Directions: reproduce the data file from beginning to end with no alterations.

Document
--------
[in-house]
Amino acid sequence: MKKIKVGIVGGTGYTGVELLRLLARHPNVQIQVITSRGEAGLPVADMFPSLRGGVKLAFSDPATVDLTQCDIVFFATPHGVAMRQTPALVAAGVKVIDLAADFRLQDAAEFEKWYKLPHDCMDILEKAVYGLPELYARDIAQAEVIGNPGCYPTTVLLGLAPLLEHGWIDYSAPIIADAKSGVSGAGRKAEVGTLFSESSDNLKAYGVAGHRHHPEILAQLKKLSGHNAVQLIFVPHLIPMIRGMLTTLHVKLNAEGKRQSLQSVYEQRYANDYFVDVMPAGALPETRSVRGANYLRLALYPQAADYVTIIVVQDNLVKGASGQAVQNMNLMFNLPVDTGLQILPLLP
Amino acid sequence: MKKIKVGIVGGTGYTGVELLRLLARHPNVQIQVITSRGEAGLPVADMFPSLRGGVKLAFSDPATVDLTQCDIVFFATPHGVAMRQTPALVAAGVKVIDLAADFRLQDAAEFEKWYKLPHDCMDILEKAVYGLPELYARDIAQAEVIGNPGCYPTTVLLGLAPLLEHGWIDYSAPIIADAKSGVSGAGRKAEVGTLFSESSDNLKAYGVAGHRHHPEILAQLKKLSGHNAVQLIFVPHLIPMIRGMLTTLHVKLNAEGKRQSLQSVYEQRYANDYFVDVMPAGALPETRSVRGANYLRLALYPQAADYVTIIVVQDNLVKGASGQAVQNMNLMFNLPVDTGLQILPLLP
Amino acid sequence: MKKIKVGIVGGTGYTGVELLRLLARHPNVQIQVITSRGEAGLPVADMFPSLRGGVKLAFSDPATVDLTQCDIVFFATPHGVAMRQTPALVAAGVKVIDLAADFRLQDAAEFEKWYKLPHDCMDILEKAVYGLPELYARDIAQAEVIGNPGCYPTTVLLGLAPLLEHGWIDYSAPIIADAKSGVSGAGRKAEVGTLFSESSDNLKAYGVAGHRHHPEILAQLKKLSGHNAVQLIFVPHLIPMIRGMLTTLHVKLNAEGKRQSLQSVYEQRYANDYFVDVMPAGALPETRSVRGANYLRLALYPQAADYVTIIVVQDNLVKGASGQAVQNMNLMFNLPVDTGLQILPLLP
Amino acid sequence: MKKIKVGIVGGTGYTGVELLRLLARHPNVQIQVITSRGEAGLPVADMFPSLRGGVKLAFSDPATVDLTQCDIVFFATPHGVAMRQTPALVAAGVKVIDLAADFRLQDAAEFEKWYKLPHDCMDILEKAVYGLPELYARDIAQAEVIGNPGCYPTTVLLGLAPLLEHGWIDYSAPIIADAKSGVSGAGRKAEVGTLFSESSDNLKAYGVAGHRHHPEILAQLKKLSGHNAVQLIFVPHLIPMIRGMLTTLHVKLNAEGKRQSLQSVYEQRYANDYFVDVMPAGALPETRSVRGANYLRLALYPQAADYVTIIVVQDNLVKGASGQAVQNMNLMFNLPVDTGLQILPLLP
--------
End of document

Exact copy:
[in-house]
Amino acid sequence: MKKIKVGIVGGTGYTGVELLRLLARHPNVQIQVITSRGEAGLPVADMFPSLRGGVKLAFSDPATVDLTQCDIVFFATPHGVAMRQTPALVAAGVKVIDLAADFRLQDAAEFEKWYKLPHDCMDILEKAVYGLPELYARDIAQAEVIGNPGCYPTTVLLGLAPLLEHGWIDYSAPIIADAKSGVSGAGRKAEVGTLFSESSDNLKAYGVAGHRHHPEILAQLKKLSGHNAVQLIFVPHLIPMIRGMLTTLHVKLNAEGKRQSLQSVYEQRYANDYFVDVMPAGALPETRSVRGANYLRLALYPQAADYVTIIVVQDNLVKGASGQAVQNMNLMFNLPVDTGLQILPLLP
Amino acid sequence: MKKIKVGIVGGTGYTGVELLRLLARHPNVQIQVITSRGEAGLPVADMFPSLRGGVKLAFSDPATVDLTQCDIVFFATPHGVAMRQTPALVAAGVKVIDLAADFRLQDAAEFEKWYKLPHDCMDILEKAVYGLPELYARDIAQAEVIGNPGCYPTTVLLGLAPLLEHGWIDYSAPIIADAKSGVSGAGRKAEVGTLFSESSDNLKAYGVAGHRHHPEILAQLKKLSGHNAVQLIFVPHLIPMIRGMLTTLHVKLNAEGKRQSLQSVYEQRYANDYFVDVMPAGALPETRSVRGANYLRLALYPQAADYVTIIVVQDNLVKGASGQAVQNMNLMFNLPVDTGLQILPLLP
Amino acid sequence: MKKIKVGIVGGTGYTGVELLRLLARHPNVQIQVITSRGEAGLPVADMFPSLRGGVKLAFSDPATVDLTQCDIVFFATPHGVAMRQTPALVAAGVKVIDLAADFRLQDAAEFEKWYKLPHDCMDILEKAVYGLPELYARDIAQAEVIGNPGCYPTTVLLGLAPLLEHGWIDYSAPIIADAKSGVSGAGRKAEVGTLFSESSDNLKAYGVAGHRHHPEILAQLKKLSGHNAVQLIFVPHLIPMIRGMLTTLHVKLNAEGKRQSLQSVYEQRYANDYFVDVMPAGALPETRSVRGANYLRLALYPQAADYVTIIVVQDNLVKGASGQAVQNMNLMFNLPVDTGLQILPLLP
Amino acid sequence: MKKIKVGIVGGTGYTGVELLRLLARHPNVQIQVITSRGEAGLPVADMFPSLRGGVKLAFSDPATVDLTQCDIVFFATPHGVAMRQTPALVAAGVKVIDLAADFRLQDAAEFEKWYKLPHDCMDILEKAVYGLPELYARDIAQAEVIGNPGCYPTTVLLGLAPLLEHGWIDYSAPIIADAKSGVSGAGRKAEVGTLFSESSDNLKAYGVAGHRHHPEILAQLKKLSGHNAVQLIFVPHLIPMIRGMLTTLHVKLNAEGKRQSLQSVYEQRYANDYFVDVMPAGALPETRSVRGANYLRLALYPQAADYVTIIVVQDNLVKGASGQAVQNMNLMFNLPVDTGLQILPLLP